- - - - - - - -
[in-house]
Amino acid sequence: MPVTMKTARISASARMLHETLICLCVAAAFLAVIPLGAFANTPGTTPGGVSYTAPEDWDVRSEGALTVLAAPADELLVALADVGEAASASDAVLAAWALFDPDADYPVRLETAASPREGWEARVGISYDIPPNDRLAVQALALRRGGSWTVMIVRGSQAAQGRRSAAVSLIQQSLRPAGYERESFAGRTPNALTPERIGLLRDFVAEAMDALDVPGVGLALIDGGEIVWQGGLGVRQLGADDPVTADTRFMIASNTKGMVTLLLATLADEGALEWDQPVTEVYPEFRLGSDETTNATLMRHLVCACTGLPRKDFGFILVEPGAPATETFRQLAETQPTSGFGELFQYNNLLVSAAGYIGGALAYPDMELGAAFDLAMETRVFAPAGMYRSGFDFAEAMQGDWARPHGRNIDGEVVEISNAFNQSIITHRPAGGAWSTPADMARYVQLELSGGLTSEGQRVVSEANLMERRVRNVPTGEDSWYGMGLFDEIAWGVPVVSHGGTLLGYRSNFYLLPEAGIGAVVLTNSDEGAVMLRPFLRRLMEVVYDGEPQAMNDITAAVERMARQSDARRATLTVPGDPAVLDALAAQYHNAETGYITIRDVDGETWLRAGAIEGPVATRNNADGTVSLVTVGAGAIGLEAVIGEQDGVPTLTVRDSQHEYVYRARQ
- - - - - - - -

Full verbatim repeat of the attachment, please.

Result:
[in-house]
Amino acid sequence: MPVTMKTARISASARMLHETLICLCVAAAFLAVIPLGAFANTPGTTPGGVSYTAPEDWDVRSEGALTVLAAPADELLVALADVGEAASASDAVLAAWALFDPDADYPVRLETAASPREGWEARVGISYDIPPNDRLAVQALALRRGGSWTVMIVRGSQAAQGRRSAAVSLIQQSLRPAGYERESFAGRTPNALTPERIGLLRDFVAEAMDALDVPGVGLALIDGGEIVWQGGLGVRQLGADDPVTADTRFMIASNTKGMVTLLLATLADEGALEWDQPVTEVYPEFRLGSDETTNATLMRHLVCACTGLPRKDFGFILVEPGAPATETFRQLAETQPTSGFGELFQYNNLLVSAAGYIGGALAYPDMELGAAFDLAMETRVFAPAGMYRSGFDFAEAMQGDWARPHGRNIDGEVVEISNAFNQSIITHRPAGGAWSTPADMARYVQLELSGGLTSEGQRVVSEANLMERRVRNVPTGEDSWYGMGLFDEIAWGVPVVSHGGTLLGYRSNFYLLPEAGIGAVVLTNSDEGAVMLRPFLRRLMEVVYDGEPQAMNDITAAVERMARQSDARRATLTVPGDPAVLDALAAQYHNAETGYITIRDVDGETWLRAGAIEGPVATRNNADGTVSLVTVGAGAIGLEAVIGEQDGVPTLTVRDSQHEYVYRARQ